iStock_000012644846XSmallIn the wake of the devastating earthquake in Nepal, thousands have lost their lives and millions have been displaced from their homes. With the wreckage and widespread power outages, mobile phones have emerged as the most reliable form of communication and mobile reporting tools for frontline health workers (FHWs). In that context, Labrique et al. recently published a systematic review of the mobile health strategies for use by these first-line care providers.

The World Health Organization (WHO) predicts that there will be a worldwide shortage of healthcare workers that approaches 12.9 million by 2035. A shortage of this magnitude could have far-reaching effects on the health of billions across the world, not to mention in times of emergency. Mobile healthcare technologies driven by the widespread distribution of mobile phones have emerged as potential solutions to aid in this crisis.

The authors emphasize challenges faced by FHWs, including data collection, access to training and reference materials, communications, and scheduling. They found that multiple completed and ongoing studies investigated use in developing countries. The current systematic review screened 379 articles and finally reviewed 42 studies. The reviewed articles addressed the “feasibility of use of mobile phones”, “training of FHWs in the use of mobile phones for healthcare delivery,” “applications and effectiveness of the use of mobile tools – data collection and reporting, decision-support tools and training, emergency referrals, alerts and reminders, and supervision.”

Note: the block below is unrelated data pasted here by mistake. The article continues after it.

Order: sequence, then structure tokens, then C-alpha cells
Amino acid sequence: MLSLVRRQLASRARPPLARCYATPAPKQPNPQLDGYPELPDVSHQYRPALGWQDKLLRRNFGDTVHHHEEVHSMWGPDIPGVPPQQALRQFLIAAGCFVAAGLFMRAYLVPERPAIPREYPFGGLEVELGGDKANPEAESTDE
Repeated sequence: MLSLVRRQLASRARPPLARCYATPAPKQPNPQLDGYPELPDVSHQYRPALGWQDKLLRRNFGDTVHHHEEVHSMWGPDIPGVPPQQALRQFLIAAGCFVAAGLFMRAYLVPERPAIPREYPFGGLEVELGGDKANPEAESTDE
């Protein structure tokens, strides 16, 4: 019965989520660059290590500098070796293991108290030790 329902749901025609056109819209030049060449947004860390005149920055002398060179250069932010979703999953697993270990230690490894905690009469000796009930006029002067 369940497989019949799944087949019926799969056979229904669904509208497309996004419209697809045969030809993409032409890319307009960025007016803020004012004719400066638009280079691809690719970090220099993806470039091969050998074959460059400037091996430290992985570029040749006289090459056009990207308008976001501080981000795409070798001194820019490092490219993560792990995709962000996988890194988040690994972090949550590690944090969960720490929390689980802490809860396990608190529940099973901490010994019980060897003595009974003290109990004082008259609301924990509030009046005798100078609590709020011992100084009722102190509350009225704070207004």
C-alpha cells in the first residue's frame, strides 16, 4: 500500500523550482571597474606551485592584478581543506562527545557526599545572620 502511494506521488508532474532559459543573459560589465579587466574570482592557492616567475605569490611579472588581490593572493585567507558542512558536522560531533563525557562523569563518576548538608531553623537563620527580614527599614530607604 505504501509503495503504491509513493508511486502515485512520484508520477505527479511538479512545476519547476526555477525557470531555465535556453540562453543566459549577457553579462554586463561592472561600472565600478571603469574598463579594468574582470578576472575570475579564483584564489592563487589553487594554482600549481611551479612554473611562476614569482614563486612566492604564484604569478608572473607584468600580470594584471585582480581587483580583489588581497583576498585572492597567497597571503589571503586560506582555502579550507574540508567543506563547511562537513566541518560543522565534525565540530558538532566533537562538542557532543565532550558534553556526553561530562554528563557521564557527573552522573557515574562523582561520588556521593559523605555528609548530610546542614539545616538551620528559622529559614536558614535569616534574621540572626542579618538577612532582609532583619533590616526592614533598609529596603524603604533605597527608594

The review showed that mHealth tools have the potential to address many of the hurdles faced by FHWs. However, upon review of the literature, little evidence is available on the effectiveness of mHealth solutions on quality and efficiency of health systems as well as clinical outcomes. The authors also note key challenges that may affect adoption and sustained use. These include cultural barriers, engagement of FHWs in the development and implementation of mHealth strategies, and optimal mHealth platform designs.

Labrique et al. identify a key issue underlying the digital and mobile health revolution: lack of high-level evidence showing that these technologies result in better quality and access, as well as improved outcomes. This article focuses on technologies for FHWs in the developing world, but we also face similar problems in modern healthcare systems. Digital health applications have flooded the market, many with unsubstantiated marketing claims. Although mobile and digital health technologies have potential to disrupt the healthcare system, we must effectively analyze which solutions improve quality and efficiency while also resulting in better patient outcomes.

The peer-reviewed literature has established that many mobile and digital health technologies are feasible and have the potential to affect outcomes. However, prior to widespread adoption (and the costs associated with that), these tools require clinical validation regarding the ability to improve quality and outcomes while reducing cost. Therefore, evidence-based medicine must be at the root of the current healthcare revolution if we want to see widespread adoption and sustained use.